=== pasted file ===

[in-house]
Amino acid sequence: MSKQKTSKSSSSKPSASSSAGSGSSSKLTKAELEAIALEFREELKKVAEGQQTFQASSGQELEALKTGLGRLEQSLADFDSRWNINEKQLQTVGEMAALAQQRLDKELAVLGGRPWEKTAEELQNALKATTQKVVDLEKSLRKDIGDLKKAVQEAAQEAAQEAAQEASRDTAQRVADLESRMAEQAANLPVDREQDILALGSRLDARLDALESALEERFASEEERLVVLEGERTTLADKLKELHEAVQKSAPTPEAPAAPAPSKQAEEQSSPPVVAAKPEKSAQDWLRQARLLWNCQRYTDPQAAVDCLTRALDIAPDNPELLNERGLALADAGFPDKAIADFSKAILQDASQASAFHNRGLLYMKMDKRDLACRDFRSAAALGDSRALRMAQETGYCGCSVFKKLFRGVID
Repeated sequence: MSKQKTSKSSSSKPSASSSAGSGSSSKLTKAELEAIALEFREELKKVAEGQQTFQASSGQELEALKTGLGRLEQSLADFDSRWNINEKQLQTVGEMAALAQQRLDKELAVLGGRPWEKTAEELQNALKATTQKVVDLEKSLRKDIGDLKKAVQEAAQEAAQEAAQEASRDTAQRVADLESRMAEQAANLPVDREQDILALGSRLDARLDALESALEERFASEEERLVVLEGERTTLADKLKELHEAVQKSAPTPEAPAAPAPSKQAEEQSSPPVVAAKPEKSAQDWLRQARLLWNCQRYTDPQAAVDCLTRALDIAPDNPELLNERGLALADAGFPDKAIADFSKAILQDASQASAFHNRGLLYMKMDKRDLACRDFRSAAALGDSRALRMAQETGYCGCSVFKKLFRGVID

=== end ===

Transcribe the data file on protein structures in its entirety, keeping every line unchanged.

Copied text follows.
[in-house]
Amino acid sequence: MSKQKTSKSSSSKPSASSSAGSGSSSKLTKAELEAIALEFREELKKVAEGQQTFQASSGQELEALKTGLGRLEQSLADFDSRWNINEKQLQTVGEMAALAQQRLDKELAVLGGRPWEKTAEELQNALKATTQKVVDLEKSLRKDIGDLKKAVQEAAQEAAQEAAQEASRDTAQRVADLESRMAEQAANLPVDREQDILALGSRLDARLDALESALEERFASEEERLVVLEGERTTLADKLKELHEAVQKSAPTPEAPAAPAPSKQAEEQSSPPVVAAKPEKSAQDWLRQARLLWNCQRYTDPQAAVDCLTRALDIAPDNPELLNERGLALADAGFPDKAIADFSKAILQDASQASAFHNRGLLYMKMDKRDLACRDFRSAAALGDSRALRMAQETGYCGCSVFKKLFRGVID
Repeated sequence: MSKQKTSKSSSSKPSASSSAGSGSSSKLTKAELEAIALEFREELKKVAEGQQTFQASSGQELEALKTGLGRLEQSLADFDSRWNINEKQLQTVGEMAALAQQRLDKELAVLGGRPWEKTAEELQNALKATTQKVVDLEKSLRKDIGDLKKAVQEAAQEAAQEAAQEASRDTAQRVADLESRMAEQAANLPVDREQDILALGSRLDARLDALESALEERFASEEERLVVLEGERTTLADKLKELHEAVQKSAPTPEAPAAPAPSKQAEEQSSPPVVAAKPEKSAQDWLRQARLLWNCQRYTDPQAAVDCLTRALDIAPDNPELLNERGLALADAGFPDKAIADFSKAILQDASQASAFHNRGLLYMKMDKRDLACRDFRSAAALGDSRALRMAQETGYCGCSVFKKLFRGVID